• The annual performance (CAGR) over 5 years of iShares MSCI Japan Index Fund is 10%, which is smaller, thus worse compared to the benchmark SPY (17.2%) in the same period.
  • During the last 3 years, the annual performance (CAGR) is 6.8%, which is lower, thus worse than the value of 18.5% from the benchmark.

Volatility:

'Volatility is a rate at which the price of a security increases or decreases for a given set of returns. Volatility is measured by calculating the standard deviation of the annualized returns over a given period of time. It shows the range to which the price of a security may increase or decrease. Volatility measures the risk of a security. It is used in option pricing formula to gauge the fluctuations in the returns of the underlying assets. Volatility indicates the pricing behavior of the security and helps estimate the fluctuations that may happen in a short period of time.'

Using this definition on our asset we see for example:
  • Compared with the benchmark SPY (18.7%) in the period of the last 5 years, the historical 30 days volatility of 16.3% of iShares MSCI Japan Index Fund is lower, thus better.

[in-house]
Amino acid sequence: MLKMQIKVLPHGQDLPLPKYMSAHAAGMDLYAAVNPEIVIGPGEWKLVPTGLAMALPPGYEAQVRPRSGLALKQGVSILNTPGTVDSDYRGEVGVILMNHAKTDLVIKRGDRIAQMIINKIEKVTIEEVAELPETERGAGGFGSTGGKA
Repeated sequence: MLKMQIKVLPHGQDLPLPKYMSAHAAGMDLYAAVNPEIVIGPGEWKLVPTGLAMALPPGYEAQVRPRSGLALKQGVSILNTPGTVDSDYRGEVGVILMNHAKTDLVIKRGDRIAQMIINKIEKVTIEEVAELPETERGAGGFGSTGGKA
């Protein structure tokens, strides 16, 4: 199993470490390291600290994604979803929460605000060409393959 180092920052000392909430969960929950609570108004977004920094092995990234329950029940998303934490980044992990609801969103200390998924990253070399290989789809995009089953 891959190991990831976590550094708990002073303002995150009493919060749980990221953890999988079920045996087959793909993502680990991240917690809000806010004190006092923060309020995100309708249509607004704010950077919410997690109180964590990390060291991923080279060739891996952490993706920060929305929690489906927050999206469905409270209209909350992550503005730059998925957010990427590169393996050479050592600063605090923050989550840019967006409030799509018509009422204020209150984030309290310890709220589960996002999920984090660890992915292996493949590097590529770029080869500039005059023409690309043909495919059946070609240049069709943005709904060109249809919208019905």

• Compared with SPY (22.4%) in the period of the last 3 years, the 30 days standard deviation of 18.2% is smaller, thus better.

DownVol:

'Downside risk is the financial risk associated with losses. That is, it is the risk of the actual return being below the expected return, or the uncertainty about the magnitude of that difference. Risk measures typically quantify the downside risk, whereas the standard deviation (an example of a deviation risk measure) measures both the upside and downside risk. Specifically, downside risk in our definition is the semi-deviation, that is the standard deviation of all negative returns.'

Using this definition on our asset we see for example:
  • Looking at the downside volatility of 12% in the last 5 years of iShares MSCI Japan Index Fund, we see it is relatively lower, thus better in comparison to the benchmark SPY (13.6%)